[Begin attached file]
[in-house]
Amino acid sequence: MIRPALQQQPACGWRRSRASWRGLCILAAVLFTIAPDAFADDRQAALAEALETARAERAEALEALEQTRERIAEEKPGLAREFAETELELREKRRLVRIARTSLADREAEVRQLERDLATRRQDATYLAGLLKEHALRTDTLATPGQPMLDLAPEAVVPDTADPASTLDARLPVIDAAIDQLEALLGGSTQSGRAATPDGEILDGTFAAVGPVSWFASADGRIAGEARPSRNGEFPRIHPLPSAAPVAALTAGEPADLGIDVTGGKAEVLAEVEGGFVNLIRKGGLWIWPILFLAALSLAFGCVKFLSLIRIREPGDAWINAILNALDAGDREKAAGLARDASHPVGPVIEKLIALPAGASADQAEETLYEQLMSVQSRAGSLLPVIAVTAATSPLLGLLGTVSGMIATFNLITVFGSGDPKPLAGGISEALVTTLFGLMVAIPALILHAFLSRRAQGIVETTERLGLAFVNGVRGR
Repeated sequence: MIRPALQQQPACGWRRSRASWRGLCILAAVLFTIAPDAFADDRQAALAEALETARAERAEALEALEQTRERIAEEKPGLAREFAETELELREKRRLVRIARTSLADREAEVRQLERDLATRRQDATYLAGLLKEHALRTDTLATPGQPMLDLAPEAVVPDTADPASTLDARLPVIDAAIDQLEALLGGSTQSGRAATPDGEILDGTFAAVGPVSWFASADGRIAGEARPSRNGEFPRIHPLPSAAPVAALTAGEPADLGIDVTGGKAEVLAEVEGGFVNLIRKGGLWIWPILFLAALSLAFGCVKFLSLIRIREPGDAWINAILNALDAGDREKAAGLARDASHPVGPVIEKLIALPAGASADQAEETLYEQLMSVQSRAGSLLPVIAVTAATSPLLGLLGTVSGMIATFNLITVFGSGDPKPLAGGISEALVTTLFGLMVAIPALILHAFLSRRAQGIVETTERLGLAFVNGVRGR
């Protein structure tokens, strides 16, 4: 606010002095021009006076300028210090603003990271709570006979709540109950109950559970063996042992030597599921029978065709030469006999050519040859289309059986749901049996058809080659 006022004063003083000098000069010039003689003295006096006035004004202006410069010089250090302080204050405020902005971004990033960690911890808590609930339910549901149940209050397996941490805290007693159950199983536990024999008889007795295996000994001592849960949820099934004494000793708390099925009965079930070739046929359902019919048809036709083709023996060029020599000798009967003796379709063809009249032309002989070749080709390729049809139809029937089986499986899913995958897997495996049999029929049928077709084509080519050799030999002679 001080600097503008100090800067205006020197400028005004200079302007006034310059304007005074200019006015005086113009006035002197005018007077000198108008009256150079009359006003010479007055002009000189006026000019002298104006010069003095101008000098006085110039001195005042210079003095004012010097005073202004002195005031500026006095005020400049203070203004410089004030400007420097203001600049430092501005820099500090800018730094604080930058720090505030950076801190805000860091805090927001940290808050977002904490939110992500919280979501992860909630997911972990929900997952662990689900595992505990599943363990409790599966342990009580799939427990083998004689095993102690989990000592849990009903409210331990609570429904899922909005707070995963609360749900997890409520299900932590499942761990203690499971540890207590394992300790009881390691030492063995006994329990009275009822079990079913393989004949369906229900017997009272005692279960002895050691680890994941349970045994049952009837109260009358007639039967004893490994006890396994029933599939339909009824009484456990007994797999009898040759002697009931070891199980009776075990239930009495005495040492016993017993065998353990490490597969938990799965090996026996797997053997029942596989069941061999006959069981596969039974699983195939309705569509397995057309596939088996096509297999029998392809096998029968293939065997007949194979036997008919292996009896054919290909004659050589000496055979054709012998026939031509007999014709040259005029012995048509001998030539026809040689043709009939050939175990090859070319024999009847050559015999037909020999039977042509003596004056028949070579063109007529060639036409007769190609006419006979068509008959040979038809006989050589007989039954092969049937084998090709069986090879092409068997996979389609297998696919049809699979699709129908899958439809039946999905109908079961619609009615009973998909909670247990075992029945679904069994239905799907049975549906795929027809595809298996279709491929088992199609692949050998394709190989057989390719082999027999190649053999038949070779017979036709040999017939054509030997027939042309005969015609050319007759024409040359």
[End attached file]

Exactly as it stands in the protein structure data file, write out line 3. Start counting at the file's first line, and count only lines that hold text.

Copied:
Repeated sequence: MIRPALQQQPACGWRRSRASWRGLCILAAVLFTIAPDAFADDRQAALAEALETARAERAEALEALEQTRERIAEEKPGLAREFAETELELREKRRLVRIARTSLADREAEVRQLERDLATRRQDATYLAGLLKEHALRTDTLATPGQPMLDLAPEAVVPDTADPASTLDARLPVIDAAIDQLEALLGGSTQSGRAATPDGEILDGTFAAVGPVSWFASADGRIAGEARPSRNGEFPRIHPLPSAAPVAALTAGEPADLGIDVTGGKAEVLAEVEGGFVNLIRKGGLWIWPILFLAALSLAFGCVKFLSLIRIREPGDAWINAILNALDAGDREKAAGLARDASHPVGPVIEKLIALPAGASADQAEETLYEQLMSVQSRAGSLLPVIAVTAATSPLLGLLGTVSGMIATFNLITVFGSGDPKPLAGGISEALVTTLFGLMVAIPALILHAFLSRRAQGIVETTERLGLAFVNGVRGR